She forced a laugh. “Piers, I’m a businesswoman with a high-level job and an excellent salary.” She felt as if she was interviewing for the role of Steady, Non-Clinging Girlfriend. “I hardly think I’m that insecure.”
She didn’t assume a guy was a no-show after five minutes. It was more, she started to wonder just how reliable he was. She knew it was illogical, so she tried not to let Piers’ occasional tardiness color her opinion of him.
She reached across the table for his hand. A nice hand. Neatly squared fingernails. Pale, but that was okay. “I don’t think we should be too quick to end a good thing. How about,” she continued, lowering her voice to what she hoped was husky, “we go back to my place and…work this out.”
Wariness flickered in his eyes. Then his gaze dropped to those two buttons she’d undone—about time—and the hint of black bra she knew he’d see there.
Rachel wriggled her shoulders just a little.
He let out a sigh. “You are a very special woman, Rachel,” he admitted.
That’s more like it! He’d simply had cold feet. Rachel pushed her chair back. It scraped loudly on the wooden floorboards. “Let’s go,” she said.
Piers stood. “Just so you know, I have an early start tomorrow. I won’t be able to stay the night.”
She paused as she reached for the jacket she’d slung over the back of her chair. “That’s okay, I have a meeting first thing, too.” The most important meeting of her life, in fact. But was now the time to be discussing work? “We can do dinner tomorrow, instead of breakfast.”
If her meeting went the way she anticipated, they’d be celebrating her inevitable promotion come dinner time. She grinned at the thought, and her worries about her love-life eased.
Piers helped her into her jacket, then pulled some bills from his wallet. When he frowned, Rachel knew he was calculating the seventeen-and-a-half percent tip he liked to leave.
Shouldn’t he be tossing money onto the table willy-nilly, in his haste to get out of here and into her bed?
Rachel turned away. And once again met Garrett Calder’s gaze. His scowl had gone. He raised his glass to her in a toast that was intended to be ironic, if the tiny, mocking curve to his lips was anything to go by.
What was that about? She didn’t know Garrett well—no one did—but he always managed to unsettle her, even when she was at her most together. Not because of the stupid nickname they gave him in the office: The Shark. That little piece of hyperbole didn’t bother her at all. What disturbed her was the blend of intelligence and aloofness in his eyes, the suggestion that he knew everything and he didn’t give a damn.
Now, he looked as if he knew exactly what had just transpired between her and Pier. Knew they were headed to her bed.
She willed the sudden heat in her cheeks to subside. There was no way Garrett could have overheard their conversation. None.
At last, Piers wedged some neatly folded bills beneath the pepper grinder, and they could leave. The bar’s layout and the teeming Thursday night crowd meant they had to walk past Garrett. As she drew level with him, she gave him a polite nod.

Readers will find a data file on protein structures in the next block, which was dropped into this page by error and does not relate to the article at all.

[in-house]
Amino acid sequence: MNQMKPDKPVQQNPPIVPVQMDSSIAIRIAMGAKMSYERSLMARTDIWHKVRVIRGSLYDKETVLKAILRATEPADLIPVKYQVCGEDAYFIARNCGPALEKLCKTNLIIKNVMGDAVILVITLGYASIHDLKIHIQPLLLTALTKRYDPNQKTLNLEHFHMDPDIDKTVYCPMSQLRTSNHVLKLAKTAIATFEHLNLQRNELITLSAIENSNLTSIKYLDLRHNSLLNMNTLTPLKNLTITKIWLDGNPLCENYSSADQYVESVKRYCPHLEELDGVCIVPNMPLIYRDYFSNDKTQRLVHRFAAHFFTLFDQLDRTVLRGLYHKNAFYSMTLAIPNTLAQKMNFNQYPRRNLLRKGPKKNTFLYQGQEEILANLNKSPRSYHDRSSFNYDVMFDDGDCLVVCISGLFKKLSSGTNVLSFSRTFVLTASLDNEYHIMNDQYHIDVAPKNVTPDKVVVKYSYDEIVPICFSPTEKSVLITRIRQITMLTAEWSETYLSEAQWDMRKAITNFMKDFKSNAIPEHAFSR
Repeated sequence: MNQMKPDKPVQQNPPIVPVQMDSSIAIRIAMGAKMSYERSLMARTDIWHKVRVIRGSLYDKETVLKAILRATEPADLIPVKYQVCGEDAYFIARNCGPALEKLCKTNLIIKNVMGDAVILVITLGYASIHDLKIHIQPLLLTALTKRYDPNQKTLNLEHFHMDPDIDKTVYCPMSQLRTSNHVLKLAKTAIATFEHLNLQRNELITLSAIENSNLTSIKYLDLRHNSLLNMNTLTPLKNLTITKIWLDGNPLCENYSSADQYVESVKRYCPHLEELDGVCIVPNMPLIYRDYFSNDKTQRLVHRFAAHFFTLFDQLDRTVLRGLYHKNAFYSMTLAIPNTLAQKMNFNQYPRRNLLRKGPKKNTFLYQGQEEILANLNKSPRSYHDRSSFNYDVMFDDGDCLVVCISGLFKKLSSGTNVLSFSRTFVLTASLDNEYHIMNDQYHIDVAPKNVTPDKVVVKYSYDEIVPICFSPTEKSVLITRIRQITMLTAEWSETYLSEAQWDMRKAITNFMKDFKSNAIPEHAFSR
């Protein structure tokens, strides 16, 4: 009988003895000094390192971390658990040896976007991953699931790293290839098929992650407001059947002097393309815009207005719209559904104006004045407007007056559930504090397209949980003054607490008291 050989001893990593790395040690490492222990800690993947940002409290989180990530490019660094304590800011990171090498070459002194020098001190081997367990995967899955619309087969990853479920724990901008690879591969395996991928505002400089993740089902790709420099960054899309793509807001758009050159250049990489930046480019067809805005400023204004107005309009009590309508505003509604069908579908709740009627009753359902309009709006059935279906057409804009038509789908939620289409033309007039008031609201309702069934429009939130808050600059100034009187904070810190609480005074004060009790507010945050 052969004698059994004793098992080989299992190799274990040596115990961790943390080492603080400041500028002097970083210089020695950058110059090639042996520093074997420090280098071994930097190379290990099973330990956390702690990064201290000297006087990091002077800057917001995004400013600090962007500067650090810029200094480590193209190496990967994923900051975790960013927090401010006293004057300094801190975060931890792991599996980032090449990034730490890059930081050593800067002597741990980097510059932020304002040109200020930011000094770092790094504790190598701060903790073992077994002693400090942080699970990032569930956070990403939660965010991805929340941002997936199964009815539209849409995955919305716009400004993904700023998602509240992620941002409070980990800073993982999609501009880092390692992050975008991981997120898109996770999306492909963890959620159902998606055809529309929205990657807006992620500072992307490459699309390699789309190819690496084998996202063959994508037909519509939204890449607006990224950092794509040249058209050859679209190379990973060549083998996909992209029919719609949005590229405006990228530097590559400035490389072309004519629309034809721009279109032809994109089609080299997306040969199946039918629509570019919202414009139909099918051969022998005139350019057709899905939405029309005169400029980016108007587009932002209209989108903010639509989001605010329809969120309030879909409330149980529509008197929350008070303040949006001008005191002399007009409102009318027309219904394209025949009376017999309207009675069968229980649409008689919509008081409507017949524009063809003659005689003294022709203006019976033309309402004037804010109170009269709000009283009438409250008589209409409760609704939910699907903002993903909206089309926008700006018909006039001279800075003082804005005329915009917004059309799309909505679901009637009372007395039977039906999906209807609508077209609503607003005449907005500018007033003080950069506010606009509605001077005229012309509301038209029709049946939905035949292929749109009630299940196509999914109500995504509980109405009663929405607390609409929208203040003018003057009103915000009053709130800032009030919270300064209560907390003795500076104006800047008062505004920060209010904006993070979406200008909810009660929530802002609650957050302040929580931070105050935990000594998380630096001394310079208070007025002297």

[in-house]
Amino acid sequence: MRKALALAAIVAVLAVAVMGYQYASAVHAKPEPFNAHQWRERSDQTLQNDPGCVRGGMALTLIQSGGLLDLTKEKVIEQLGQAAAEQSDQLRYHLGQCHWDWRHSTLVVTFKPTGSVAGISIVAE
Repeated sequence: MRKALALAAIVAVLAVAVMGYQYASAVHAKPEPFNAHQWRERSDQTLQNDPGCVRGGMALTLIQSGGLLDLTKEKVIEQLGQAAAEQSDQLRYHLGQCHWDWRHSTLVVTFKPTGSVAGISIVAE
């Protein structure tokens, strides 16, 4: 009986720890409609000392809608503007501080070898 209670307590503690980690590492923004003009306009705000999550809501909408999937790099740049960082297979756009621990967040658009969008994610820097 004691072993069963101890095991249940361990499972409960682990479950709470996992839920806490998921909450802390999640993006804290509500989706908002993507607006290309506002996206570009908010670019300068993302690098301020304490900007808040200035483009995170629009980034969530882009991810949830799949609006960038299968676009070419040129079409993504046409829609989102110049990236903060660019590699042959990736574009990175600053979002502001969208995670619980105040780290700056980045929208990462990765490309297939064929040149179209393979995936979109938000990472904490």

“Let it go, Rachel,” he said.
She stopped, unsure if she’d heard correctly over the hubbub of reveling office-workers. “Excuse me?”
Piers bumped into her, jolting her toward Garrett. Who leaned back against the bar, as if he didn’t want her in his space.
“Begging never works,” he said, his enunciation careful and unfortunately crystal clear to both her and, she was certain, Piers.
Her heart lurched in her chest. Mortification…and fear.
“I don’t know what you’re talking about,” she said. “You’re drunk.”
An exaggeration, maybe, but he sure wasn’t sober. That bottle next to him was empty.
“Who is this guy?” Piers asked.
“No one. A colleague.” She tugged the lapels of her jacket together, because Garrett’s eyes were definitely straying in that direction. Maybe, when she got her promotion, she could fire him.
The delightful fantasy didn’t last more than a moment. Garrett was too good at his job. Which was how he got away with acting like a jerk.
The bartender removed Garrett’s empty Dom Pérignon bottle and began peeling the foil from around the cork of a second bottle.
“Oh, look, Garrett, your date’s arrived,” Rachel said. “Let’s go, honey.”
Piers looked startled at the endearment, but he took her arm.
“Just so you know,” Garrett said, “offering a guy sex not to break up with you smacks of desperation.”
The bartender paused in his loosening of the wire cage around the champagne cork and looked Rachel up and down. Was it her imagination, or did he register the black bra and give her a knowing look? Piers let go of her.
“Whatever’s driving you to drink alone, Garrett—” her voice shook “—keep it to yourself.” Which was the way he usually operated. Could he have picked a worse time to attempt something resembling a conversation?
“Sleep with him by all means,” Garrett said, with a generous, alcohol-fueled sweep of his arm toward Piers. “Though, personally, I think you could get a guy with more hair.”
Piers’s hand went protectively to his head.
“But whatever you do, do it on your terms,” Garrett said. “Not his.”
“Uh, Rachel, I’m going to take a rain check,” Piers said. “My early meeting…” He kissed her cheek—were his lips always that dry?—and was gone.
“Wait!” she called.
The champagne cork popped; the barman poured the first gush of frothing liquid into Garrett’s glass.
Garrett picked up the glass and raised it, once again, to Rachel. “You’ll thank me in the morning.”